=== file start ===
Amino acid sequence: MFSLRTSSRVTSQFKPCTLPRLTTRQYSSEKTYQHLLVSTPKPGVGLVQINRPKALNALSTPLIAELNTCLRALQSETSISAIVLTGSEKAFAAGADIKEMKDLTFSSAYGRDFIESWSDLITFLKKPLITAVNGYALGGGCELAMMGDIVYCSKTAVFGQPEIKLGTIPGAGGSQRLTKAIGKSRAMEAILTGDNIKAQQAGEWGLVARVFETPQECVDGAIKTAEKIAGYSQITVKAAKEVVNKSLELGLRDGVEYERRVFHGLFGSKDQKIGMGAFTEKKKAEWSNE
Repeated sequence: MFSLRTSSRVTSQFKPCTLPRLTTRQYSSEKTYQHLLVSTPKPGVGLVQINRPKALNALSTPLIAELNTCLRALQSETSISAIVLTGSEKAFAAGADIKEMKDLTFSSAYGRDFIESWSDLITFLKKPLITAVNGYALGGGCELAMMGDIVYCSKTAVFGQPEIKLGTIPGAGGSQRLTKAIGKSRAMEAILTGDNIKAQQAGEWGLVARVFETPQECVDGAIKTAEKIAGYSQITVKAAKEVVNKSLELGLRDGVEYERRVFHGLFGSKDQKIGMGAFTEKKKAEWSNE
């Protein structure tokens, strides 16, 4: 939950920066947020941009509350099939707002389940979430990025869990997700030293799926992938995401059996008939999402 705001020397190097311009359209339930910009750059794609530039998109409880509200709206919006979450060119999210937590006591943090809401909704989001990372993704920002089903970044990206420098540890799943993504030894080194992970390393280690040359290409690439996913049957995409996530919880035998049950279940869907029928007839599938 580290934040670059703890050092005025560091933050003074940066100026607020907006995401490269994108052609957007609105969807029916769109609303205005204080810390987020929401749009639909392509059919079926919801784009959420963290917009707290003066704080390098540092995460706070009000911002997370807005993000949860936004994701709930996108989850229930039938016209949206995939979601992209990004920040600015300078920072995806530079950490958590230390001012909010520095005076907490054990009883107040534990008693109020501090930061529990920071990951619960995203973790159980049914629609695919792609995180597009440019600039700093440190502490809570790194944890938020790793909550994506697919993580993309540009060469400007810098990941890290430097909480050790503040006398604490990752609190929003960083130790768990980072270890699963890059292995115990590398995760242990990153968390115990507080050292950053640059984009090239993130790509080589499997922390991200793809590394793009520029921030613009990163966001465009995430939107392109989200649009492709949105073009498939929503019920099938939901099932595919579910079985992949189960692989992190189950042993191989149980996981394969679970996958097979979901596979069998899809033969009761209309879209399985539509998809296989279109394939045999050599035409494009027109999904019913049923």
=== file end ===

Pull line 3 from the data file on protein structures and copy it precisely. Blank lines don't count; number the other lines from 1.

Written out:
């Protein structure tokens, strides 16, 4: 939950920066947020941009509350099939707002389940979430990025869990997700030293799926992938995401059996008939999402 705001020397190097311009359209339930910009750059794609530039998109409880509200709206919006979450060119999210937590006591943090809401909704989001990372993704920002089903970044990206420098540890799943993504030894080194992970390393280690040359290409690439996913049957995409996530919880035998049950279940869907029928007839599938 580290934040670059703890050092005025560091933050003074940066100026607020907006995401490269994108052609957007609105969807029916769109609303205005204080810390987020929401749009639909392509059919079926919801784009959420963290917009707290003066704080390098540092995460706070009000911002997370807005993000949860936004994701709930996108989850229930039938016209949206995939979601992209990004920040600015300078920072995806530079950490958590230390001012909010520095005076907490054990009883107040534990008693109020501090930061529990920071990951619960995203973790159980049914629609695919792609995180597009440019600039700093440190502490809570790194944890938020790793909550994506697919993580993309540009060469400007810098990941890290430097909480050790503040006398604490990752609190929003960083130790768990980072270890699963890059292995115990590398995760242990990153968390115990507080050292950053640059984009090239993130790509080589499997922390991200793809590394793009520029921030613009990163966001465009995430939107392109989200649009492709949105073009498939929503019920099938939901099932595919579910079985992949189960692989992190189950042993191989149980996981394969679970996958097979979901596979069998899809033969009761209309879209399985539509998809296989279109394939045999050599035409494009027109999904019913049923």